Ray Shekar is no idealist. He is a lawyer. He defends guilty monsters all the time, as long as they pay the piper. His new client can afford his services, but he has trouble reading the Widow Daugherty. The attorney-client relationship will be pushed and pulled all out of shape in Tamas Harangi’s The Advocate (trailer here), which screens as part of the 2013 edition of Dances with Films in Hollywood, USA.
Considering Shekar’s one hundred percent acquittal rate and the unsavory nature of his customers, he is not likely to be popular with the police. Nursing a particularly personal grudge, Det. Perkins senses an opportunity for payback when the mouthpiece’s most recent client disappears under mysterious circumstances. A similar fate seems to have befallen Daugherty’s husband. When she woke up on their yacht, all that was left of him was a massive pool of blood.
Shekar will pound on the missing body issue, but the constant dribble of embarrassing revelations will complicate his case. Motivation will not be a problem though. He is dangerously attracted the Daugherty. However, he cannot determine to his own satisfaction whether she is guilty or not.
Boy, The Advocate sure loves its flashback sequences, but in fairness, there is a method to their madness. Granted, the reverse Jagged Edge concept is well worn territory, but at least Harangi revisits it with conviction. Essentially, Advocate is a lot like the sort of scandal-driven thrillers that often turn up on late night pay cable, except it is surprisingly demur. Even without a lot of naughty bits, the film still pulls viewers in, almost in spite of our better judgment.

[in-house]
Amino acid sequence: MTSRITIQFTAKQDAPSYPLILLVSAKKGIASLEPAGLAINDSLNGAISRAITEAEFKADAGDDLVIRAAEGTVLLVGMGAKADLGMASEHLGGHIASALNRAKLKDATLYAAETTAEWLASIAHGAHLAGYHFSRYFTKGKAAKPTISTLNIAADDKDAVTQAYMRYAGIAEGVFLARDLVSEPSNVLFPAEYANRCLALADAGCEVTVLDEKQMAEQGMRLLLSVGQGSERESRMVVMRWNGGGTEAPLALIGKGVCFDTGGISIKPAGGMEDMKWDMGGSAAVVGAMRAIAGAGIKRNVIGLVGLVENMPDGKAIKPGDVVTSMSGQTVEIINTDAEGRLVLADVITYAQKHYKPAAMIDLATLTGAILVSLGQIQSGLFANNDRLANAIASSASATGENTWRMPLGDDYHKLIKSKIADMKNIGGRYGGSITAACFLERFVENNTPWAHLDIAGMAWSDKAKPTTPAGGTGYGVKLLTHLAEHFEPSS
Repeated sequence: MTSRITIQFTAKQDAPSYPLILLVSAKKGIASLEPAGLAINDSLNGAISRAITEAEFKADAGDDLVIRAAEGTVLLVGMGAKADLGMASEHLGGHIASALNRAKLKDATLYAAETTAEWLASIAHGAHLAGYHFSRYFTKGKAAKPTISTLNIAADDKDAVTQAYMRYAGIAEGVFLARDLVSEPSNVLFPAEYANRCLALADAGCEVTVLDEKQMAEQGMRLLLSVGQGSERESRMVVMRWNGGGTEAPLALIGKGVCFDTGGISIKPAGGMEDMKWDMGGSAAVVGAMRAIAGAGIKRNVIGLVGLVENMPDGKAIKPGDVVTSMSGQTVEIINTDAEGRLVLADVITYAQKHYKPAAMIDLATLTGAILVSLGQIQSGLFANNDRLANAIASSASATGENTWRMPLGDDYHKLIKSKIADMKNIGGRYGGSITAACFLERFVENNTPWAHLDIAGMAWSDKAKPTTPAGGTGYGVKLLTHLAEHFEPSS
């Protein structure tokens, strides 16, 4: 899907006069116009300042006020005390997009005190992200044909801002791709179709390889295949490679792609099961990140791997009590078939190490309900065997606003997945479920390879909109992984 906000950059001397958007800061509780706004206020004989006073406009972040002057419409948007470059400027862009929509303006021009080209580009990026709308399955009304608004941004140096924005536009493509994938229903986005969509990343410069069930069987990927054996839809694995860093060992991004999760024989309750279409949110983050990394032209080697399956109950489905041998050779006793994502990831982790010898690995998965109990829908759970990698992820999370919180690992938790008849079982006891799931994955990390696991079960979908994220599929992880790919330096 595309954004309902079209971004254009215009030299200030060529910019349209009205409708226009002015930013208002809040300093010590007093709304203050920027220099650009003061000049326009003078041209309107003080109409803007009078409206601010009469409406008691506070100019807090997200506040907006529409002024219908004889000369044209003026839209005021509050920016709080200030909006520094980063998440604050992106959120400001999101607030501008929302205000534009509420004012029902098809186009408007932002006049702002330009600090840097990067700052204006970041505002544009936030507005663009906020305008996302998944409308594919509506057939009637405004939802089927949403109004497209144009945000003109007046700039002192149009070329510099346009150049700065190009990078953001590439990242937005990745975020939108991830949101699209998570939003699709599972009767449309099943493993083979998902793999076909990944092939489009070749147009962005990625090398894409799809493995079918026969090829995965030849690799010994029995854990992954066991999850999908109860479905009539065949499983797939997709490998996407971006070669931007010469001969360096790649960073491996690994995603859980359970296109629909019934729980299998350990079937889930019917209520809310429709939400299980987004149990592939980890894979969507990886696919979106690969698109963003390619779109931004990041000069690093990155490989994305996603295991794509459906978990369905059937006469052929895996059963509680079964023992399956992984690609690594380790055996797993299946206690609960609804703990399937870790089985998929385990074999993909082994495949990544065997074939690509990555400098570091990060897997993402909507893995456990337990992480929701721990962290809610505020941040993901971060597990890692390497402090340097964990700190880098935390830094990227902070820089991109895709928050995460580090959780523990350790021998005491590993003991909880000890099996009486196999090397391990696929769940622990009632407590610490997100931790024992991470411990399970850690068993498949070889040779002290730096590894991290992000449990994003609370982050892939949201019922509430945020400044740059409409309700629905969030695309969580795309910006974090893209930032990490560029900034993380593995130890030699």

In truth, it is rather good fun to watch Harangi drop one shoe after another. Nevertheless, there are head-scratchers strewn throughout, starting with the obvious fact Shekar’s Della Street is considerably more attractive than his femme fatale. Man, that’s just weird. Also, the whole working-out-of-his-house-while-the-office-is-remodeled thing would not inspire a lot of confidence in the real world. Of course, it is probably easier to get a presentable but not palatial pad with a view on the cheap, rather than an L.A Law office suite.
While not wildly charismatic, Sachin Mehta’s Shekar is convincingly smart and driven, which is certainly a good start. As his associate and on-the-wagon investigator, Steffinnie Phromanny and Marc Cardiff, respectively, flesh out the film nicely, adding character and credibility. Unfortunately, the uninspired and uninspiring Kristina Klebe is a conspicuously weak link as Daugherty.